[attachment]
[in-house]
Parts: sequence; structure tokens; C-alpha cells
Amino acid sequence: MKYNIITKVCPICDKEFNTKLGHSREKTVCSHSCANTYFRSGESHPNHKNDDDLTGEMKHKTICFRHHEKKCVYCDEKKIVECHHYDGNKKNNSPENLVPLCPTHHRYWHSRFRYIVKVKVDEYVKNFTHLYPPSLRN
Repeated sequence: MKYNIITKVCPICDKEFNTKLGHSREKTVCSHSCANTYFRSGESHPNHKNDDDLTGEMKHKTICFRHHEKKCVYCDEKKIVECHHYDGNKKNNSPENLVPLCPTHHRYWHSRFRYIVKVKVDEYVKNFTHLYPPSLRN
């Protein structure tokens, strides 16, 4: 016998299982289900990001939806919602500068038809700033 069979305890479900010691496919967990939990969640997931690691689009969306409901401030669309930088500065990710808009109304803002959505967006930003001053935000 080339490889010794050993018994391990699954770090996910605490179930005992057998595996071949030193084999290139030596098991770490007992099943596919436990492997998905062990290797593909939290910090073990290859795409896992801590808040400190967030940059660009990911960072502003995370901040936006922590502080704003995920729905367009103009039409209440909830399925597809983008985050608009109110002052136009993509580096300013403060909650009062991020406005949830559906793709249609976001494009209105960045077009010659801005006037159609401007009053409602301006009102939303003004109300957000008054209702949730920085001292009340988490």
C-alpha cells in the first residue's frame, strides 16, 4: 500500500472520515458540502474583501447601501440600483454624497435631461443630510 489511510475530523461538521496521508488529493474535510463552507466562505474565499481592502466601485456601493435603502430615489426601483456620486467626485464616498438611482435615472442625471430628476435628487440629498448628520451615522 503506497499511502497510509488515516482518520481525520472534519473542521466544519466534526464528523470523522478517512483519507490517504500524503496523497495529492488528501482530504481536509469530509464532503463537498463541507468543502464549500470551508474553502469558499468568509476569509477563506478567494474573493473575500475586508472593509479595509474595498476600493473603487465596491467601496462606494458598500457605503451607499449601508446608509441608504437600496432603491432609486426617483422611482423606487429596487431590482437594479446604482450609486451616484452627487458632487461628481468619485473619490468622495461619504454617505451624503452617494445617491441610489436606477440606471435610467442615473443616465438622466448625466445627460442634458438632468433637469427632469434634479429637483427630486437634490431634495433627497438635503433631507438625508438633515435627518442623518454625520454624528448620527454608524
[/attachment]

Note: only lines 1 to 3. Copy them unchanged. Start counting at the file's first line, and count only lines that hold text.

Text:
[in-house]
Parts: sequence; structure tokens; C-alpha cells
Amino acid sequence: MKYNIITKVCPICDKEFNTKLGHSREKTVCSHSCANTYFRSGESHPNHKNDDDLTGEMKHKTICFRHHEKKCVYCDEKKIVECHHYDGNKKNNSPENLVPLCPTHHRYWHSRFRYIVKVKVDEYVKNFTHLYPPSLRN